The ecumenical facilitator and executive officer of the Council for the past 13 years, Mrs Hawkes said she liked to think of the next phase of her life as what a friend had labelled ‘refirement’, rather than ‘retirement’.
She told the large gathering of family, politicians, leaders of Christian churches, agency representatives, clergy and Religious that when she came to Australia 30 years ago from Scotland with her husband and children, a friend told her to “remember we are all Jock Tamson’s bairns”, a reference to a common Scottish phrase meaning ‘our common humanity’.
“This concept that we are all God’s children defines how we live our lives together…there’s no one better than anyone else,” she said. “And there’s no one worse than anyone else.”
“How we live in a way that is loving, caring, respectful, open to learn from the other and delights in the other – I think that is what I have aspired to be.
“It’s not always easy, but it’s something about recognising that this is our shared journey, we’re all on this patch of land for a time together but we do the best we can, always with that gaze of love on whomever and wherever.”
Mrs Hawkes said when she looked at all the projects the churches had worked on together in the areas such as health, welfare, correctional services, domestic violence and freedom of religion, there was “such a range of aspects but in all of them, recognising that every one of us is God’s child and we’re held together in that”.
Noting the presence of several politicians, Geraldine said conversations on legislative issues were “grounded in values”.
“It’s not about making a moral judgement which immediately sets us apart from the other; it’s about recognising our humanity, our need and desire for love and how can we make that more possible,” she said.
Born in Glasgow, Mrs Hawkes travelled to London where she worked and met her husband Paul, from Adelaide. They travelled and for some time lived in Scotland before coming to Australia with son Adrian and daughter Martine in 1988.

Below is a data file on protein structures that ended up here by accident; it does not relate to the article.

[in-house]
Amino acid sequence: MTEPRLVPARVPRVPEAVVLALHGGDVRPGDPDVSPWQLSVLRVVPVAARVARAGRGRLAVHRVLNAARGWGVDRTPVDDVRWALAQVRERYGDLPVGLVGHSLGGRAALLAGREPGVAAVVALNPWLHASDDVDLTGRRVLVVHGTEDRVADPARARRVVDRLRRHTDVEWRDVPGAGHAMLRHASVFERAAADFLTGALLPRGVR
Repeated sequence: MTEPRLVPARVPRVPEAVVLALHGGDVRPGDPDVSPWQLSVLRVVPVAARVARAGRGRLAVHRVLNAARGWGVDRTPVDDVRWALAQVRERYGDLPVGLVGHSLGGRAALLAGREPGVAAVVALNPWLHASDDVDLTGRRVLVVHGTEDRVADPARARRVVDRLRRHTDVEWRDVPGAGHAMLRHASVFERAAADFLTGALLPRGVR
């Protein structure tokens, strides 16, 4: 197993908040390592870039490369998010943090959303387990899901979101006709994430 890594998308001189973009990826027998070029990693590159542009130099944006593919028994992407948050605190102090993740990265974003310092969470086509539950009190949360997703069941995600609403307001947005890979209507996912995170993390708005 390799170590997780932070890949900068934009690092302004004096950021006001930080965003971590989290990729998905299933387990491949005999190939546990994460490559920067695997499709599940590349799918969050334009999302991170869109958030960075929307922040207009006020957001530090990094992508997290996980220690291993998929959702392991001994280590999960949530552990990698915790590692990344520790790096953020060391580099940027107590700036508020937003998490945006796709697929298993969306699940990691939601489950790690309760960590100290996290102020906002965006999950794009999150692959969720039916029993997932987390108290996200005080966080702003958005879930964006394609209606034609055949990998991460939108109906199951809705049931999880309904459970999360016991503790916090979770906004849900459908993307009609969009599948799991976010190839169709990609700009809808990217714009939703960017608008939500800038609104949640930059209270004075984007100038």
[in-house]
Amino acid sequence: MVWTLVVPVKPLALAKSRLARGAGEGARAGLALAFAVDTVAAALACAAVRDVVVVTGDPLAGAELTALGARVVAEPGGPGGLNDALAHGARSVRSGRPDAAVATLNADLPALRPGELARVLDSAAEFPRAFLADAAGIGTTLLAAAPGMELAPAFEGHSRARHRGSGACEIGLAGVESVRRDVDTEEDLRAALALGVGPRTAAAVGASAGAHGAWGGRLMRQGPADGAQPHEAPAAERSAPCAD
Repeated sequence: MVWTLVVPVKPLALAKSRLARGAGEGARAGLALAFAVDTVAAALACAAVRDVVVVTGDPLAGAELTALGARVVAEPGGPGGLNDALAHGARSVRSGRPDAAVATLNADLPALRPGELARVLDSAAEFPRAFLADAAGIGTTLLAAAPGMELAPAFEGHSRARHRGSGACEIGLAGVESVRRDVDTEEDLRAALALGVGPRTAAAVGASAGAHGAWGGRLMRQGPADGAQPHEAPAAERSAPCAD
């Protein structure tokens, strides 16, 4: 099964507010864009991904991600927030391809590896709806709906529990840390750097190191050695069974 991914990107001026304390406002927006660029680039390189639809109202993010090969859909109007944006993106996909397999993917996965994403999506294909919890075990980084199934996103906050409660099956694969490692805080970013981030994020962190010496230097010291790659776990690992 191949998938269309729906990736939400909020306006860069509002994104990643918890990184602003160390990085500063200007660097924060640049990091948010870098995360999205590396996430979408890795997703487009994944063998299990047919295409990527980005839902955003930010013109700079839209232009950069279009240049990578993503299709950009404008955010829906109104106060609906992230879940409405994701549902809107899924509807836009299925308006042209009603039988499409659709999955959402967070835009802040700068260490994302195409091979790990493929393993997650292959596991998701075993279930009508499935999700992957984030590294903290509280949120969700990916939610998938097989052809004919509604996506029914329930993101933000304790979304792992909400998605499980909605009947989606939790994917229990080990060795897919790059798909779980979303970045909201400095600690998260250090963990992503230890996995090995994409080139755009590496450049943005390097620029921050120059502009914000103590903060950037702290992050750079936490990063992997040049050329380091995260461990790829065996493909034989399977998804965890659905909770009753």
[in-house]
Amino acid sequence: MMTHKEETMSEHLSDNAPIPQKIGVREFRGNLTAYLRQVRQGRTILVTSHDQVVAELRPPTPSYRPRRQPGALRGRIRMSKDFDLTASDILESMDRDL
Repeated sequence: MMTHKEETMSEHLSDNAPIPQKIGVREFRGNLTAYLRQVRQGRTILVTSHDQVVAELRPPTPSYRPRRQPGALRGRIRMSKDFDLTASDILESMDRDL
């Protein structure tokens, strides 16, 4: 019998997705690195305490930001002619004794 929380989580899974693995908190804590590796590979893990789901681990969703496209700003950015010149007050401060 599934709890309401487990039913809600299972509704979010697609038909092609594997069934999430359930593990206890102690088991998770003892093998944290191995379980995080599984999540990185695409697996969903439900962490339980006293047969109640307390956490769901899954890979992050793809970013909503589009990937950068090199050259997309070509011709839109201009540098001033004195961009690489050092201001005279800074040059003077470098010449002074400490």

Mrs Hawkes was a member of Archbishop Leonard Faulkner’s Leadership Team from 1994-1999, exercising leadership in the key areas of ecumenism, finance, property and adult education.
As executive director of St Paul’s City Ministry, she forged strong relationships with parliamentarians, the business community and people who work in the city through the Executive Centre for Ethics in Business and Government.
In addition to her deep commitment to ecumenism, she continued to exercise leadership at parish, Diocesan, State and national levels, including as inaugural chair of the Commission for Australian Catholic Women, and through membership of the Advisory Board for the Australian Catholic Bishops Committee for Ecumenical and Interfaith Relations.
Chair of SACC, Marie Loller, said Mrs Hawkes had taught her the “attitude of listening to the stories”.
“She so graciously led this Council of Churches, and has been a leader in our own Catholic Church for many years.
“When I first met you, I felt the gaze of Christ upon us; this is the most precious gift we can all have, that deepening of our relationship with Christ no matter where we come from.”
Dr Loller thanked Mrs Hawkes for her “graciousness, her openness, her receptitivty but most of all for the compassion and gentle mercy and peace that she brings with her”.
Rev Anne Hewitt, an ordained minister in Uniting Church Australia, is the new Executive Director of SACC.
Rev Hewitt (pictured right) has ministered in congregations, in the Uniting Church State office and in chaplaincy in ecumenical, intergenerational and multicultural communities. She has had a strong ecumenical background within her wider family and in ministry formation at Adelaide College of Divinity.Jump to next article